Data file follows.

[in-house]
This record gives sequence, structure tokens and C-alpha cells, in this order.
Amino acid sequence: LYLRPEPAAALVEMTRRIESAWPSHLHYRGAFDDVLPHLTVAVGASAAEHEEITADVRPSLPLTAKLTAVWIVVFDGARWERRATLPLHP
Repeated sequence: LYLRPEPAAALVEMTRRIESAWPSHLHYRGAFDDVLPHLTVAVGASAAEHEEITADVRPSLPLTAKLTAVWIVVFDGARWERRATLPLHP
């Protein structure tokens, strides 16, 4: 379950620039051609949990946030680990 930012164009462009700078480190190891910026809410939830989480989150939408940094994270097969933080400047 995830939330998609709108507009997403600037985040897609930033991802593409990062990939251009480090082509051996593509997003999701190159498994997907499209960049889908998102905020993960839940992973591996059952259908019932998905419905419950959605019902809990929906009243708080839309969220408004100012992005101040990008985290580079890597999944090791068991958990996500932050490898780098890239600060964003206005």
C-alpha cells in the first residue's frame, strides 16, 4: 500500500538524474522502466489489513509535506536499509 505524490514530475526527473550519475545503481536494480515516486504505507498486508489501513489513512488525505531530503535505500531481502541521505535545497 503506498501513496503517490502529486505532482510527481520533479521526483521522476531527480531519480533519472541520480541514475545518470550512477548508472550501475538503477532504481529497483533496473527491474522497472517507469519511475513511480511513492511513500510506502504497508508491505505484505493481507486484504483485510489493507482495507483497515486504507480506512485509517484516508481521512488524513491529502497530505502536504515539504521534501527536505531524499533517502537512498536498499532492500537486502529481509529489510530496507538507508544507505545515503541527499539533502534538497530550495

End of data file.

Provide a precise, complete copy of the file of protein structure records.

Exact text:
[in-house]
This record gives sequence, structure tokens and C-alpha cells, in this order.
Amino acid sequence: LYLRPEPAAALVEMTRRIESAWPSHLHYRGAFDDVLPHLTVAVGASAAEHEEITADVRPSLPLTAKLTAVWIVVFDGARWERRATLPLHP
Repeated sequence: LYLRPEPAAALVEMTRRIESAWPSHLHYRGAFDDVLPHLTVAVGASAAEHEEITADVRPSLPLTAKLTAVWIVVFDGARWERRATLPLHP
């Protein structure tokens, strides 16, 4: 379950620039051609949990946030680990 930012164009462009700078480190190891910026809410939830989480989150939408940094994270097969933080400047 995830939330998609709108507009997403600037985040897609930033991802593409990062990939251009480090082509051996593509997003999701190159498994997907499209960049889908998102905020993960839940992973591996059952259908019932998905419905419950959605019902809990929906009243708080839309969220408004100012992005101040990008985290580079890597999944090791068991958990996500932050490898780098890239600060964003206005």
C-alpha cells in the first residue's frame, strides 16, 4: 500500500538524474522502466489489513509535506536499509 505524490514530475526527473550519475545503481536494480515516486504505507498486508489501513489513512488525505531530503535505500531481502541521505535545497 503506498501513496503517490502529486505532482510527481520533479521526483521522476531527480531519480533519472541520480541514475545518470550512477548508472550501475538503477532504481529497483533496473527491474522497472517507469519511475513511480511513492511513500510506502504497508508491505505484505493481507486484504483485510489493507482495507483497515486504507480506512485509517484516508481521512488524513491529502497530505502536504515539504521534501527536505531524499533517502537512498536498499532492500537486502529481509529489510530496507538507508544507505545515503541527499539533502534538497530550495